Sunday, October 11, 2015

One thing lacking

by José Antonio Pagola (English translation by Rebel Girl)
Buenas Noticias: Blog de Jose Antonio Pagola
October 11, 2015

Mark 10:17-30

The episode is narrated with special intensity. Jesus sets out for Jerusalem, but before he goes away from that place, a stranger comes "running" who "falls to his knees" before him to detain him. He urgently needs Jesus.

He's not a sick person asking for healing. He's not a leper pleading for compassion from the ground. His request is of a different sort. What he seeks in that good teacher is light to guide his life: "What shall I do to inherit eternal life?". It's not a theoretical question, but an existential one. He's not talking in general; he wants to know what he has to do personally.

First, Jesus reminds him that "no one is good but God." Before asking ourselves what has to be "done", we must know that we are before a God who is Good like nobody else -- we are to support our lives on his unfathomable goodness. Then, he reminds him of the "commandments" of this Good God. According to biblical tradition, that is the way to eternal life.

The man's answer is admirable. He has observed all that from his youth, but feels a deeper aspiration within himself. He is looking for more. "Jesus looks at him fondly." His eyes are already expressing the intense personal relationship he wants to establish with him.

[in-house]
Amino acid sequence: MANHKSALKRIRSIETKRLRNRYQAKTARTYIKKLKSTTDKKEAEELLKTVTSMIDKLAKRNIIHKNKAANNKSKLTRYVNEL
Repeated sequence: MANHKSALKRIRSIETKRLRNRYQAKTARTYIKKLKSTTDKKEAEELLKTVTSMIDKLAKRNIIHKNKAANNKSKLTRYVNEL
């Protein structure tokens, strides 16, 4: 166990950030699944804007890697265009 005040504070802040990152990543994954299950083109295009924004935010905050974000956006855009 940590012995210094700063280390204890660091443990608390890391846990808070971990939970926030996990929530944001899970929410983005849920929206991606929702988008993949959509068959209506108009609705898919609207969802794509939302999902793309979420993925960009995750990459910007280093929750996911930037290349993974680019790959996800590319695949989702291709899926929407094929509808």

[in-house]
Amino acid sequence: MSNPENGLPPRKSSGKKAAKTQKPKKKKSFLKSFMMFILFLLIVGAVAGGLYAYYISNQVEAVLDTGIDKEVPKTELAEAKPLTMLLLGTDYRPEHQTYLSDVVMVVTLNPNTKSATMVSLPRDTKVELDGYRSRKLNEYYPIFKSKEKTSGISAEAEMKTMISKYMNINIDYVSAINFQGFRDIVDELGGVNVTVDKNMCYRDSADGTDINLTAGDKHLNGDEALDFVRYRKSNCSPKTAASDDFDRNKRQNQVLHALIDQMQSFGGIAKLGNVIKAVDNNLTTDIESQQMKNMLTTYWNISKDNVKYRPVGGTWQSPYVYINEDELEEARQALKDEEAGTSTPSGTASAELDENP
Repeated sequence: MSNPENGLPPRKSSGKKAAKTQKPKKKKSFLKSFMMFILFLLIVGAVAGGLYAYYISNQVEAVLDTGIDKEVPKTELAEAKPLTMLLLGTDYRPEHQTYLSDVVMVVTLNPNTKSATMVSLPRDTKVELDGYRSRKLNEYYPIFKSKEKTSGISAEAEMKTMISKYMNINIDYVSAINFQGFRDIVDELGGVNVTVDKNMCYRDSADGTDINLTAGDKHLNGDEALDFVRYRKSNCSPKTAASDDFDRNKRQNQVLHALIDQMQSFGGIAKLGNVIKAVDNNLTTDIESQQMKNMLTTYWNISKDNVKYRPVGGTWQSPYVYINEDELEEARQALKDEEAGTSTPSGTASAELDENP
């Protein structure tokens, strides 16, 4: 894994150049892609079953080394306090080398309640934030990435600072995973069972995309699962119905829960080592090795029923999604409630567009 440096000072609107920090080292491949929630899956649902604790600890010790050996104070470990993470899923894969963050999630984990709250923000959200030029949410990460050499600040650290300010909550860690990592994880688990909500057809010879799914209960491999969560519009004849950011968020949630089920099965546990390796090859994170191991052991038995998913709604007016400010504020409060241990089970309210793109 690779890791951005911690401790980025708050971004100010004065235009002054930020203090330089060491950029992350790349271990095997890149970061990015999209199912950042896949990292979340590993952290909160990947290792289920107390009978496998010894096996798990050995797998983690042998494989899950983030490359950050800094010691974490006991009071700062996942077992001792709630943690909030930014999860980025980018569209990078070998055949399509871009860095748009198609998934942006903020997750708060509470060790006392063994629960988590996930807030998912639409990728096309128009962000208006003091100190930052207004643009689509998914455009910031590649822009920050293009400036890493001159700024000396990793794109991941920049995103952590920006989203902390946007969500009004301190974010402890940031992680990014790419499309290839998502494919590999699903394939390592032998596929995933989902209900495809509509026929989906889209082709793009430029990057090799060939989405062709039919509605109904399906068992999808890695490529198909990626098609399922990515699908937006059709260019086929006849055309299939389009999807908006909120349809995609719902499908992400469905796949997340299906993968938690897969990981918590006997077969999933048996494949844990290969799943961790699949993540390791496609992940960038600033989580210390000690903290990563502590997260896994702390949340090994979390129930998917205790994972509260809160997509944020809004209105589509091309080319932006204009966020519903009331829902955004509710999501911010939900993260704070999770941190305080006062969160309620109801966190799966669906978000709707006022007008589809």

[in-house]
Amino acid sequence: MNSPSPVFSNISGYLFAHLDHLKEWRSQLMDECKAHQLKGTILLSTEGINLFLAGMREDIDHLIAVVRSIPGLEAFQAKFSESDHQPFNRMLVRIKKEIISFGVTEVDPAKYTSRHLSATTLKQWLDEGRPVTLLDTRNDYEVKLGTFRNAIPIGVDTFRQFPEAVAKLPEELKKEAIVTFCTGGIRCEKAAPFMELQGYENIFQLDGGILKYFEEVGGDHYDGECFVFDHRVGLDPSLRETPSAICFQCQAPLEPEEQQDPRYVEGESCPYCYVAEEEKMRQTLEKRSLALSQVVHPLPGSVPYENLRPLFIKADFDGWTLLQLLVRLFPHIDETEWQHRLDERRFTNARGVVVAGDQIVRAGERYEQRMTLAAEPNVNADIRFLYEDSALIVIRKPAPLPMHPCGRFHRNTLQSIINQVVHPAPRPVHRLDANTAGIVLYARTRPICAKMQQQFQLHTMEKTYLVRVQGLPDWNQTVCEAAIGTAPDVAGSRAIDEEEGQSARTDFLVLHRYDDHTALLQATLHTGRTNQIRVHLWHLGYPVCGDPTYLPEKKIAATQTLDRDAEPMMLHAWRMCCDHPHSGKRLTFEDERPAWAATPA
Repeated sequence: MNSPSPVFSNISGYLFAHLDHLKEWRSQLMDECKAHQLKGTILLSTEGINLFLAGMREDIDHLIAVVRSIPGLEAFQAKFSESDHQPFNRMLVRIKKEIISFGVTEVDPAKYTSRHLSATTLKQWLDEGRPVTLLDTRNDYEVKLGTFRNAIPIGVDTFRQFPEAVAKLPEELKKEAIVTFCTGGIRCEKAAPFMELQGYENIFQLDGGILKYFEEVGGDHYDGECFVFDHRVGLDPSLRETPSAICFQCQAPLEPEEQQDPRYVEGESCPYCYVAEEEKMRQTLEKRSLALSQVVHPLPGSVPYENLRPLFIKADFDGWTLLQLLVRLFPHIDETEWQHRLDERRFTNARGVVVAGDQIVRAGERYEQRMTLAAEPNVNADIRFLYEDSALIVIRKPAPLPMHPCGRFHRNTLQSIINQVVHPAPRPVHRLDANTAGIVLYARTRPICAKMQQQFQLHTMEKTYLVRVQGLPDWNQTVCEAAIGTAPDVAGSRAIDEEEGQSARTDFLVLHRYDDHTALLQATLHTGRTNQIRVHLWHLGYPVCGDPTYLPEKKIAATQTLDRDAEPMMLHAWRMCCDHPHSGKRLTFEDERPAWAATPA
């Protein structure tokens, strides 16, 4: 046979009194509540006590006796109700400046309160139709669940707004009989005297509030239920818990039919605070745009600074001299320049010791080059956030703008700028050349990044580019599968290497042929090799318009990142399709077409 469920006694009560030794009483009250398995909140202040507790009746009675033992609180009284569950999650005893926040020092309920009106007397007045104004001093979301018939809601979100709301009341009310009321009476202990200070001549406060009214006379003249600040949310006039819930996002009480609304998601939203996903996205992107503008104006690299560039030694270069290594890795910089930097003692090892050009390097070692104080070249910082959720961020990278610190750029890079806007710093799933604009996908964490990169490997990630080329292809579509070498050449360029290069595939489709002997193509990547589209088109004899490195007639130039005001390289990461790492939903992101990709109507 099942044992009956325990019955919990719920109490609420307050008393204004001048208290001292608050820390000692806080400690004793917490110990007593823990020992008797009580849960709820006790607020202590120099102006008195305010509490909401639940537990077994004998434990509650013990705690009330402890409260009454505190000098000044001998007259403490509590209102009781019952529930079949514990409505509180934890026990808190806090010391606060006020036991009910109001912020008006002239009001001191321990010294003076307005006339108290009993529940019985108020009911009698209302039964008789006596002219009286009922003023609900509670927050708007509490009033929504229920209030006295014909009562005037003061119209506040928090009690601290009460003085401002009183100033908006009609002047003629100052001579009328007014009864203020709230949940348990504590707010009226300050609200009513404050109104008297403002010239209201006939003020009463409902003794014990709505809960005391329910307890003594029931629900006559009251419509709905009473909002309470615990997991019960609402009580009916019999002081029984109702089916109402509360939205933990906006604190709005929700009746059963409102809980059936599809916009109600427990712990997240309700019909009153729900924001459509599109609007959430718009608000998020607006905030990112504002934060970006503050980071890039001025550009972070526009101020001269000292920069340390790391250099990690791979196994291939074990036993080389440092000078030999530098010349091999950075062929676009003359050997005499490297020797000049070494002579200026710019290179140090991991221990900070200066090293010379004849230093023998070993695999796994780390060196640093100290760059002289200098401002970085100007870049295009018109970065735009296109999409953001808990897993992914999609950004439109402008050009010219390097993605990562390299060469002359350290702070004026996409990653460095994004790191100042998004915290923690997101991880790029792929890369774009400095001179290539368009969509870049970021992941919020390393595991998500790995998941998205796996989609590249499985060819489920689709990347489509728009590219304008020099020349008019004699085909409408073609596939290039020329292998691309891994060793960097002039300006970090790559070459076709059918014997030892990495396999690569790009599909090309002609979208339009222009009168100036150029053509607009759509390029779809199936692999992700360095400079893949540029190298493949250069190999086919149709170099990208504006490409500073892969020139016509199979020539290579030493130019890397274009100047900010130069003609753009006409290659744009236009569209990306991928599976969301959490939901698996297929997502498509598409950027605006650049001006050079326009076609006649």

Jesus understands his dissatisfaction very well -- "You are lacking in one thing." By following this logic of "doing" as commanded to "possess" eternal life, even though he is living in a blameless way, he will not be fully satisfied. In humans beings, there is a deeper aspiration.

So, Jesus invites him to orient his life based on a new logic. The first thing is not to cling to his possessions -- "sell what you have." Second, help the poor -- "give them your money." Finally, "Come, follow me". The two could travel the road towards the kingdom of God together.

The man gets up and walks away from Jesus. He forgets his loving gaze and goes away sad. He knows he will never know the joy and freedom of those who follow Jesus. Mark explains that "he was very rich."

Isn't that our experience as well-off Christians in rich countries?
Aren't we trapped by material well-being?
Doesn't our religion lack love in practice for the poor?
Don't we lack the joy and freedom of Jesus' followers?

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